This is an image of a rusty bolt hanging on the side of our barn-type garage at camp in National Mine. I always find inspiration in the left behind and forgotten, and camp definitely has a history. This land has been one of great sorrow and loss for many. Someone even lost their life here.
My history has been one of overcoming loss and obstacle, of making home where I go. But like the image, finding my edges and definitions has been a hazy process.
I tune-in at camp. It is an empathetic response to the person who could not completely throw away a holy card found in the barn (but had to get it out of the house?), to the whisper in the trees, to the thump of too-fast traffic hitting upheavals on the county road.
It is a listening.
What has been left behind and forgotten, yet draws us, that is magic. Picking up a camera give us permission to listen with our eyes. You don’t have to touch what you find. It can be a cautious step forward and a quick click.
“A Work In Progress,” this photo is another gift from my Magic Man. “When I tossed those nails there I didn’t know why and now I do,” Mike said while admiring my rusty nail photos. Here I thought it was the former owner of this cabin who carelessly left nails to rust! But I smiled in acknowledgement, ’cause I too have wondered why I do or don’t do some things. It’s all a work in progress, this life, our art, our relationships.
Sometimes I leave things undone–is it the color combination and texture I like when I leave something out in the rain? Is it cause someone has dreamt it? Do they need to walk past and snap a photo months later? Do they need to bend to tie their shoe and see dead ladybugs in rotten woodwork? Oh some days are gifts and the flow leads us where we need to go.
Other days we are consumed by fear thinking we cannot leave things as they are. We think I need to control this, reign it in, tie it down, put my thumb on it! I woke in fear today and then worked, sludged through, the task of turning it around. How could I take a negative day full of tears and anxiety and turn it into sunshine?
I brought in light, warmth, hot tea, candles, and activity. I looked for the positive and was surprised when I found it! The first surprise was the wonderful comments on my blog and how my stats had gone through the roof in the last 24 hours. Then I thought to connect with others in the ether and got Linkedin. Then as the temperature and attitude of my day went from cold, gray and negative I opened my photo file and began to process images. Soon I had music on and was singing.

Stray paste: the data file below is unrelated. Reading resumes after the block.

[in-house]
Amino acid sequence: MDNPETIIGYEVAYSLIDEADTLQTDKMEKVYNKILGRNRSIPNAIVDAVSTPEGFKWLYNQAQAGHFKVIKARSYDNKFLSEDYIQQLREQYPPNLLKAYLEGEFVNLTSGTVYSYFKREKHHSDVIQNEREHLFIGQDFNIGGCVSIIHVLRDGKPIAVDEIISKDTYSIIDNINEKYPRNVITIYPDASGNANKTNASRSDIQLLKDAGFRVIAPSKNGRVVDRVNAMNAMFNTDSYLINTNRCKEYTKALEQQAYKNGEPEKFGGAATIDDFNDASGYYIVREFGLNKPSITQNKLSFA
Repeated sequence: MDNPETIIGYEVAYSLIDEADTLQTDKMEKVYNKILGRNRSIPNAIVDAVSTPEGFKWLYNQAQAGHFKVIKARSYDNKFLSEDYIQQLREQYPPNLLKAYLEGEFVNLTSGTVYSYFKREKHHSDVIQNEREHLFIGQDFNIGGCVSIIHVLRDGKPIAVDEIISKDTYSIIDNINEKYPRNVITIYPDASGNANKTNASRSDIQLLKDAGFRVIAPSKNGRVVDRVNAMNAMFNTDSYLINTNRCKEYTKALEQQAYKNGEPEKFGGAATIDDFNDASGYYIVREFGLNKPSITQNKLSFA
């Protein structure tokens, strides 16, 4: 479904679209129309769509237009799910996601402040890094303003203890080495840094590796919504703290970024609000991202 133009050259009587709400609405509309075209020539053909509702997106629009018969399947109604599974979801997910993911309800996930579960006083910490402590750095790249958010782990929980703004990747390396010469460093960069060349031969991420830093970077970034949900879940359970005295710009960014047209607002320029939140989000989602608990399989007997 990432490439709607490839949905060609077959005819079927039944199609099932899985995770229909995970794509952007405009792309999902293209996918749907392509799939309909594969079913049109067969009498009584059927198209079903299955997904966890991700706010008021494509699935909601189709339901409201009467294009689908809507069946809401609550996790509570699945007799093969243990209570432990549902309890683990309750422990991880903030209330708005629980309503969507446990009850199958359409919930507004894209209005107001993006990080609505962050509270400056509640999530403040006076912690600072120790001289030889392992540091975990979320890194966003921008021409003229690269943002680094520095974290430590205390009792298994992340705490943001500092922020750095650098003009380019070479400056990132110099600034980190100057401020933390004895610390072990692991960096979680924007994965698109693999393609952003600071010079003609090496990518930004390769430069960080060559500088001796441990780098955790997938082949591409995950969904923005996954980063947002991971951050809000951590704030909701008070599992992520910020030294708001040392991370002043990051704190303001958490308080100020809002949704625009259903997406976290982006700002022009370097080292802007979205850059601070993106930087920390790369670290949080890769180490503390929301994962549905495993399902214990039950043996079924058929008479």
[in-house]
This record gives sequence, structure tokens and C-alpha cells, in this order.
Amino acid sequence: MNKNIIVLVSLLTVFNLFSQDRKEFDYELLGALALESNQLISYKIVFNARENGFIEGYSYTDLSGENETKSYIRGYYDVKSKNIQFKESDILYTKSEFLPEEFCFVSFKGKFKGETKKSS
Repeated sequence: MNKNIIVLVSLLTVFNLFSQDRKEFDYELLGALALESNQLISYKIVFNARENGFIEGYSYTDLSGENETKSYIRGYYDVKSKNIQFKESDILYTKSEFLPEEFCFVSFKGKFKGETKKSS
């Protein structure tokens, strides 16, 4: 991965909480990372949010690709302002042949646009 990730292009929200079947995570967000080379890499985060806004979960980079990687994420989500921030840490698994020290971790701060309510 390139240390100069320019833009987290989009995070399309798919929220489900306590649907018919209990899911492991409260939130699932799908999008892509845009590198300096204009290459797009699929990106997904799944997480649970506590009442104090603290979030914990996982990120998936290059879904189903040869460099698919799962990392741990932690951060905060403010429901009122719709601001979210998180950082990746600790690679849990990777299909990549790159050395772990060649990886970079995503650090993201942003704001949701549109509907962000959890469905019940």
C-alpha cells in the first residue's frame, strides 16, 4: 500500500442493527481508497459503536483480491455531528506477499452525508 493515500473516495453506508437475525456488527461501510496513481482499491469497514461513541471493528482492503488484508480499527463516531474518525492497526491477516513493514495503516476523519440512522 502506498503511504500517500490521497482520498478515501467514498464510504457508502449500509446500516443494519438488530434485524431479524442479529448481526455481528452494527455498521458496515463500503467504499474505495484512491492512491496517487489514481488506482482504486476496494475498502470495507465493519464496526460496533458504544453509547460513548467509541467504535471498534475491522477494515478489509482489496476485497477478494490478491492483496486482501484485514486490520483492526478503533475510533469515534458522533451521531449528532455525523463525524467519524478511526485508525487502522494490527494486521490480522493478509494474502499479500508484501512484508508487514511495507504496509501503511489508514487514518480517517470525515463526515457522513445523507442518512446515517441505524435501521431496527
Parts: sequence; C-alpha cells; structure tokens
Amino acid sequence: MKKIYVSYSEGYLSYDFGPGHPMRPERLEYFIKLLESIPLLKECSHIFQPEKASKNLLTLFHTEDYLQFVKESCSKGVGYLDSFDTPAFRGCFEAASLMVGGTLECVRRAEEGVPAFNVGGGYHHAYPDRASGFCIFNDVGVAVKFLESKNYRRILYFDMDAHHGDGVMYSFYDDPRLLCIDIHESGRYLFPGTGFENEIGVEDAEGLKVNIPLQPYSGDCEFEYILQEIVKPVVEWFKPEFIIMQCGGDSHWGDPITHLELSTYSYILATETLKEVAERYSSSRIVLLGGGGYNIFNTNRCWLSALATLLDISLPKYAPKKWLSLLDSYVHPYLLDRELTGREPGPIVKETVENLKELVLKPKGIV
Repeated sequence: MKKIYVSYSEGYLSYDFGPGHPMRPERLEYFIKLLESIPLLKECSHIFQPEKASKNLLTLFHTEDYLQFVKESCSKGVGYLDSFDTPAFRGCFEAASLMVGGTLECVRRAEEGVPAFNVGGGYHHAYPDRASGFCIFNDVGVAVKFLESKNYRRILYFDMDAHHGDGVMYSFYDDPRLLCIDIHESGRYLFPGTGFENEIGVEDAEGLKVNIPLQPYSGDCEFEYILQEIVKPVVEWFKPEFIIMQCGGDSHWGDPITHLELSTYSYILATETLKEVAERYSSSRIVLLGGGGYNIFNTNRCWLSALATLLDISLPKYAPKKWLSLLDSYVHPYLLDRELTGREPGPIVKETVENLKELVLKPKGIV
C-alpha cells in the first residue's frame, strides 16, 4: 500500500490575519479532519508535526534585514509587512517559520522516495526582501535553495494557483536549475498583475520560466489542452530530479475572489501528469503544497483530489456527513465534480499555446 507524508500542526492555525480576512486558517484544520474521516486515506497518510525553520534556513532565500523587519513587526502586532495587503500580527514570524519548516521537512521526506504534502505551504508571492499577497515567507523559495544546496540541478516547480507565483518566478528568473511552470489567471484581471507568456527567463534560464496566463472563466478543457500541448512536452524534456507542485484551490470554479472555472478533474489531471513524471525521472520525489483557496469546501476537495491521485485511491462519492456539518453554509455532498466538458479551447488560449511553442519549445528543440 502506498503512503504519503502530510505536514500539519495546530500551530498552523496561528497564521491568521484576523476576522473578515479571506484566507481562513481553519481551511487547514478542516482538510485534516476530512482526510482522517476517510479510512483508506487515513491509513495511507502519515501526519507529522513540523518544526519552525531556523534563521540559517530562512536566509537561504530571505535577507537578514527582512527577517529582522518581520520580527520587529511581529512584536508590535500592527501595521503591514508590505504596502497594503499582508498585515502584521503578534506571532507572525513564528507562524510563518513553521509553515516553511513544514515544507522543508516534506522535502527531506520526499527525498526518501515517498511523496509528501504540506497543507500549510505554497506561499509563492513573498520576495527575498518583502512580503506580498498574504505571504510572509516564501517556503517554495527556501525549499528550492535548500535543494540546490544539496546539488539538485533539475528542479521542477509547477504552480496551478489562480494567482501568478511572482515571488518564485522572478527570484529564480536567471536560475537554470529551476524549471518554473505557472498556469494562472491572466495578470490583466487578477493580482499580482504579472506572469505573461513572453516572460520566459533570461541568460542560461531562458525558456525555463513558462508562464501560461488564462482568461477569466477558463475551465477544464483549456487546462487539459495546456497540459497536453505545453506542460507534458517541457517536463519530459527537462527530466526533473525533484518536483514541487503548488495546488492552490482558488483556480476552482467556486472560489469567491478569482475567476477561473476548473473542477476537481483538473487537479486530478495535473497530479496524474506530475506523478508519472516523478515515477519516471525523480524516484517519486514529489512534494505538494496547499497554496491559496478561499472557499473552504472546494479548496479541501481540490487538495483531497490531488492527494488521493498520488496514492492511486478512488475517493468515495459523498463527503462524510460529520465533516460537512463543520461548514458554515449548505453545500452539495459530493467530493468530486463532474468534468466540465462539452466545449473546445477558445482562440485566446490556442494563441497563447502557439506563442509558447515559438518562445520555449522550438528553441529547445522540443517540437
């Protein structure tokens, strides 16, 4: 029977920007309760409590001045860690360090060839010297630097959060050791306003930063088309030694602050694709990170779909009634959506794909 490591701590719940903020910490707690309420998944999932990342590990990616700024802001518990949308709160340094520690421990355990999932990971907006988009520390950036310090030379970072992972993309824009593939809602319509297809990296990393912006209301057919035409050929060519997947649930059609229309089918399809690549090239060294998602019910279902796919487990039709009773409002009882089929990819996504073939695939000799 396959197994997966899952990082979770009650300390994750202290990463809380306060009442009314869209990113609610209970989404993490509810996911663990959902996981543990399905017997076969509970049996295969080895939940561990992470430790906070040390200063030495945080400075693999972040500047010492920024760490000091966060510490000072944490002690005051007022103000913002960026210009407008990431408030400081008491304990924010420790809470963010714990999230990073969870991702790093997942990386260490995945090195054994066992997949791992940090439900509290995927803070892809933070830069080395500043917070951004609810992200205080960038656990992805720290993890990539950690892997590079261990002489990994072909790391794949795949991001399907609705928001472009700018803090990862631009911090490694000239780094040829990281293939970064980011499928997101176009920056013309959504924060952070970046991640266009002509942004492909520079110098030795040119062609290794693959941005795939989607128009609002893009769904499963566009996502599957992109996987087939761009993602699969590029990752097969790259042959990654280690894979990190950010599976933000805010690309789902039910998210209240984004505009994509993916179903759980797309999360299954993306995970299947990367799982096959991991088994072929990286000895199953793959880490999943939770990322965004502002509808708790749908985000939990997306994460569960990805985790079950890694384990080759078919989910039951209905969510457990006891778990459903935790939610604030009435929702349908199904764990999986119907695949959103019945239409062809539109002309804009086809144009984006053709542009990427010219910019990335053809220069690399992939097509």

How do you approach work in progress when sad and blue?
The first time I did a photo shoot of this abandoned building was with a DXG.1 megapixel camera purchased for under $100.00. That camera was an upgrade from using a Fuji disposable camera and I thought I had it made. But the photos always had a bit of blur, especially if I was taking shots with a migraine. This abandoned building is just down a two-track driveway from our camp in National Mine. The whole house has fallen and lays on a slant. I love the mossy wood. The rusty metal. The sparse furnishings. I will be sharing more of these shots in the month of October. Why?
I think part of October is preparing us for the forgotten. That’s what is eery, spooky, we know the long months of winter are to arrive and remind us of all we have put on the back burner or not faced. Like a long car ride home without the radio on, the brain begins to surface these details. October starts to slow us down. We look to the colors of leaves, we look to our living spaces, we stockpile supplies for winter like little squirrels. But we also remember a few distractions, order in books, buy new sketch pads and paints. Think how do I keep from going crazy.
Who went crazy in this dwelling? You want to ask that, don’t you? I do.
This photo is a bit hazy and bright–but it fits the dead bugs who though if they could crawl into some framework they’d survive an Upper Peninsula winter. These bugs were found while Mike worked on the barn at camp. I was taken shots.
I also took a creative leap today by uploading photos to flickr and going pro with my account. Some of the photos are with Fuji disposable cameras and my old DXG 5.1. But I like the mix of qualities and I think it shows how my experience as a photographer is evolving.
I am posing this question to viewers. Where do you print your digital images? I have had a store owner ask to put some of my images on the walls for sale. I am honored. But have no idea where to turn with my digital images. I want to do prints larger than 4×6. My boyfriend recently ordered a dye-sublimation printer from ebay but it only does 4×6. Suggestions? I do not want fading of the images. I would like an online order source. One which will allow me to preview images if possible. Who have you used–good bad and ugly please let me know.